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Title: Explosives conjugation products in remediation matrices : interim report
Authors: University of Massachusetts at Lowell.
Cold Regions Research and Engineering Laboratory (U.S.)
AScI Corporation.
Geological Survey (U.S.)
U.S. Army Natick Research, Development, and Engineering Center.
Strategic Environmental Research and Development Program (U.S.)
Pennington, Judith C.
Honeycutt, Michael E.
Jarvis, A. Susan.
McFarland, Victor A.
Gunnison, Douglas.
Fredrickson, Herbert L.
Li, A. Z.
Marx, K. A.
Thorne, Philip G
Leggett, Daniel C.
Felt, Deborah R.
Porter, B. E.
Hayes, C. A.
Kaplan, D. L.
Allersmeier, C. H.
Walker, J.
Thorn, K. A.
Keywords: Humic acid
Soil remediation
Issue Date: Aug-1997
Publisher: Environmental Laboratory (U.S.)
Engineer Research and Development Center (U.S.)
Description: Technical Report
Abstract: During investigations of potential treatment technologies for explosives-contaminated soils, 2,4,6-trinitrotoluene (TNT) has been observed to interact with some component of the matrix in such a way as to preclude extraction with organic solvents. Mass balance studies using radiolabeled TNT reveal that as much as 80 percent of the radioactivity added to tests is still present in the matrix. Therefore, the explosive has been changed to a more complex form. The long-term stability and environmental safety of these uncharacterized conjugates are unknown. Therefore, the objectives of this study were to characterize the conjugates, develop analytical methods for their identification, and determine their potential long-term stability and environmental safety. The approach includes development of hydrolytic methods for releasing identifiable explosives-related products from conjugated matrices, formation of conjugates by covalent linkage with humic acid functional groups using nuclear magnetic resonance, dialysis partitioning of explosives and transformation products with humic acid, surface plasmon resonance as a tool for assessing the interaction with humic acid, microbial degradability of conjugated products, and toxicology of explosives transformation and conjugated products. Results to date indicate that conjugates result from several processes occurring in the matrix. Some of these processes are potentially reversible, while others are more stable. NOTE: This file is large. Allow your browser several minutes to download the file.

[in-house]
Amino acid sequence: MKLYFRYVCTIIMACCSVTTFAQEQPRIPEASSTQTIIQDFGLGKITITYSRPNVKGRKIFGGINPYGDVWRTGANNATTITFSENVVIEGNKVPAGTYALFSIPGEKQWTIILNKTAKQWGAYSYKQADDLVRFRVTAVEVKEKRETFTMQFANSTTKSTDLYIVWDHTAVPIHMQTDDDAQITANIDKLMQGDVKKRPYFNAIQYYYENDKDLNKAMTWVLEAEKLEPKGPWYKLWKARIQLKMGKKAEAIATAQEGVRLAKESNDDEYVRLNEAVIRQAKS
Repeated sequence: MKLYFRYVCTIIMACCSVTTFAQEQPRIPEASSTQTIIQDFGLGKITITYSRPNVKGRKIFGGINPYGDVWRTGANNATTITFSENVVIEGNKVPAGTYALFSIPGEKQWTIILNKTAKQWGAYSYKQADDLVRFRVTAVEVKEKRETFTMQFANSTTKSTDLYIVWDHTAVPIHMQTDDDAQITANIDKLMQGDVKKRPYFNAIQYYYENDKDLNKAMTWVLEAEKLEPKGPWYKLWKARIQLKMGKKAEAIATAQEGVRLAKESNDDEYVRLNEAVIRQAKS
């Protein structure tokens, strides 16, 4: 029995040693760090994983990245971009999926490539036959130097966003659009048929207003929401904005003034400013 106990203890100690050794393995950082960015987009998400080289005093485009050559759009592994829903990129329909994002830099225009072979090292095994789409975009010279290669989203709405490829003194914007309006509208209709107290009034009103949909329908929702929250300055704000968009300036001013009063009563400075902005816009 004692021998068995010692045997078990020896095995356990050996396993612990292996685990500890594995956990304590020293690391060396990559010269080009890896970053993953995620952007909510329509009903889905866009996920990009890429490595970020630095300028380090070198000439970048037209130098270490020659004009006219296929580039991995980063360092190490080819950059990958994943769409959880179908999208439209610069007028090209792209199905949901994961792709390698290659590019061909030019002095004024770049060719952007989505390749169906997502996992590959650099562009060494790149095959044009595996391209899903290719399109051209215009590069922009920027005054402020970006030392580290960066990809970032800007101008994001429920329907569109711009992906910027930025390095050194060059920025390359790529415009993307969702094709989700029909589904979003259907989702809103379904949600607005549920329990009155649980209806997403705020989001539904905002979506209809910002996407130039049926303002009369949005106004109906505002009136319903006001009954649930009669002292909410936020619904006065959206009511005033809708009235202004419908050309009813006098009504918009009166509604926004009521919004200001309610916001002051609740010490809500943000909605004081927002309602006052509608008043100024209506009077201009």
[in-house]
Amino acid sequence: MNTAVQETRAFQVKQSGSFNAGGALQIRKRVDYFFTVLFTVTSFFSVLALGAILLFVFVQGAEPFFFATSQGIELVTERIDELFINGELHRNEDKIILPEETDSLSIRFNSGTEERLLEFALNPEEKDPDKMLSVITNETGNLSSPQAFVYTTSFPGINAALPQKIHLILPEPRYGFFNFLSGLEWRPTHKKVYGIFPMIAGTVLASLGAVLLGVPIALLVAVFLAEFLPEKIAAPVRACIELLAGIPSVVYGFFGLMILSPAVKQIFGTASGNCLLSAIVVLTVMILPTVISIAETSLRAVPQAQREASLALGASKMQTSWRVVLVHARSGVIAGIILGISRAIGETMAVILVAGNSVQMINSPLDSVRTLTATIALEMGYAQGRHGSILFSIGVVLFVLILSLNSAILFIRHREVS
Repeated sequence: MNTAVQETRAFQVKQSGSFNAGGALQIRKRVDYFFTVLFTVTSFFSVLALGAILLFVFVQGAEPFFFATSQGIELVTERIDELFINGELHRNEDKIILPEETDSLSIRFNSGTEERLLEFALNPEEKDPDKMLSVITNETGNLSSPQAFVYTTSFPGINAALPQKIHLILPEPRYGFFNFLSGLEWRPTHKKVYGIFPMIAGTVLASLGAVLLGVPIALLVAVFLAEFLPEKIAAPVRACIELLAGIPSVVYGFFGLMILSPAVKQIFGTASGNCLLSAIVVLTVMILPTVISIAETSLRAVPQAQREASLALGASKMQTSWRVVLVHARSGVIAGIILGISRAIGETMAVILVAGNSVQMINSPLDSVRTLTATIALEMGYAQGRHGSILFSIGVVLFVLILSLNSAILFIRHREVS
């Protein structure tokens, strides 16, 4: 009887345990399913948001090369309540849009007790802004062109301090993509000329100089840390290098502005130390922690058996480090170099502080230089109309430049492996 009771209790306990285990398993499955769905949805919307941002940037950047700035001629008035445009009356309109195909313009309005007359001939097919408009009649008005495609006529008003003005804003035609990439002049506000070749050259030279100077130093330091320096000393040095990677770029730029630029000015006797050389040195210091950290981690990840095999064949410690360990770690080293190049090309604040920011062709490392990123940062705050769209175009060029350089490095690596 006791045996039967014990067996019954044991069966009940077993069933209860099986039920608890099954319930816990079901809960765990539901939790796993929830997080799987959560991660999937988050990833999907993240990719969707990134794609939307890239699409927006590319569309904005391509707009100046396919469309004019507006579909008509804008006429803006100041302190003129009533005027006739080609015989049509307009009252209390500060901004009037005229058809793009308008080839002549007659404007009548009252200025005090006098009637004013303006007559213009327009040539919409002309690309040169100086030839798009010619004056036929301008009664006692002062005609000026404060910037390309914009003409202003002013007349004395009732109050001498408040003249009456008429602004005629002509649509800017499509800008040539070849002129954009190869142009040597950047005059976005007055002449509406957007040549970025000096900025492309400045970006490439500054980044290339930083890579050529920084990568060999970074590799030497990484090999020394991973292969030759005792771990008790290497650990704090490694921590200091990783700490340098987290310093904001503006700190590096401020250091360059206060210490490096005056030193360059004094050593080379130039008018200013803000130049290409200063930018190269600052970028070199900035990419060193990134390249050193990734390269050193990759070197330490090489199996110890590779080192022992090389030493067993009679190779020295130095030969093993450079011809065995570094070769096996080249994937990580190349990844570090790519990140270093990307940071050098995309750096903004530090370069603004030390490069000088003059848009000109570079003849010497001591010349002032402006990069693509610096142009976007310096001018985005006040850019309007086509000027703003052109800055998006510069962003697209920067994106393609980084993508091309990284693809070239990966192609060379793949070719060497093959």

Appears in Collections:Technical Report

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